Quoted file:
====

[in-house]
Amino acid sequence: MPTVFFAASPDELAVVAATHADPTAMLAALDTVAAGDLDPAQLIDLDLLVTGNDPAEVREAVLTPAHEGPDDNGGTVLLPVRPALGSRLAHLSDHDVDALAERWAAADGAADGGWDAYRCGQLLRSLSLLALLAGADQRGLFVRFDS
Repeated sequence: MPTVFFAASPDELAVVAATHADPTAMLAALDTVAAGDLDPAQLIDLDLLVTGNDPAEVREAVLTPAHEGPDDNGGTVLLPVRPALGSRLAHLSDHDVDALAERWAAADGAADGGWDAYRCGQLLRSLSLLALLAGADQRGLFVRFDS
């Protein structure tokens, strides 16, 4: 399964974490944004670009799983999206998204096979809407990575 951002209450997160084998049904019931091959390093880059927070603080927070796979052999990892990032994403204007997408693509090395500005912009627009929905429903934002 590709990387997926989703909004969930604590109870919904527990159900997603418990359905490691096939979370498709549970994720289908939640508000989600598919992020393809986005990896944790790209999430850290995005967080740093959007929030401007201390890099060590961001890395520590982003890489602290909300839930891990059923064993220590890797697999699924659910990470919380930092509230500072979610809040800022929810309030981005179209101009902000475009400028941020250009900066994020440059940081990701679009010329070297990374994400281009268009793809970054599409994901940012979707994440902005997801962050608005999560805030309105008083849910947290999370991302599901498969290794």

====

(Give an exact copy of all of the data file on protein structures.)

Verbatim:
[in-house]
Amino acid sequence: MPTVFFAASPDELAVVAATHADPTAMLAALDTVAAGDLDPAQLIDLDLLVTGNDPAEVREAVLTPAHEGPDDNGGTVLLPVRPALGSRLAHLSDHDVDALAERWAAADGAADGGWDAYRCGQLLRSLSLLALLAGADQRGLFVRFDS
Repeated sequence: MPTVFFAASPDELAVVAATHADPTAMLAALDTVAAGDLDPAQLIDLDLLVTGNDPAEVREAVLTPAHEGPDDNGGTVLLPVRPALGSRLAHLSDHDVDALAERWAAADGAADGGWDAYRCGQLLRSLSLLALLAGADQRGLFVRFDS
């Protein structure tokens, strides 16, 4: 399964974490944004670009799983999206998204096979809407990575 951002209450997160084998049904019931091959390093880059927070603080927070796979052999990892990032994403204007997408693509090395500005912009627009929905429903934002 590709990387997926989703909004969930604590109870919904527990159900997603418990359905490691096939979370498709549970994720289908939640508000989600598919992020393809986005990896944790790209999430850290995005967080740093959007929030401007201390890099060590961001890395520590982003890489602290909300839930891990059923064993220590890797697999699924659910990470919380930092509230500072979610809040800022929810309030981005179209101009902000475009400028941020250009900066994020440059940081990701679009010329070297990374994400281009268009793809970054599409994901940012979707994440902005997801962050608005999560805030309105008083849910947290999370991302599901498969290794």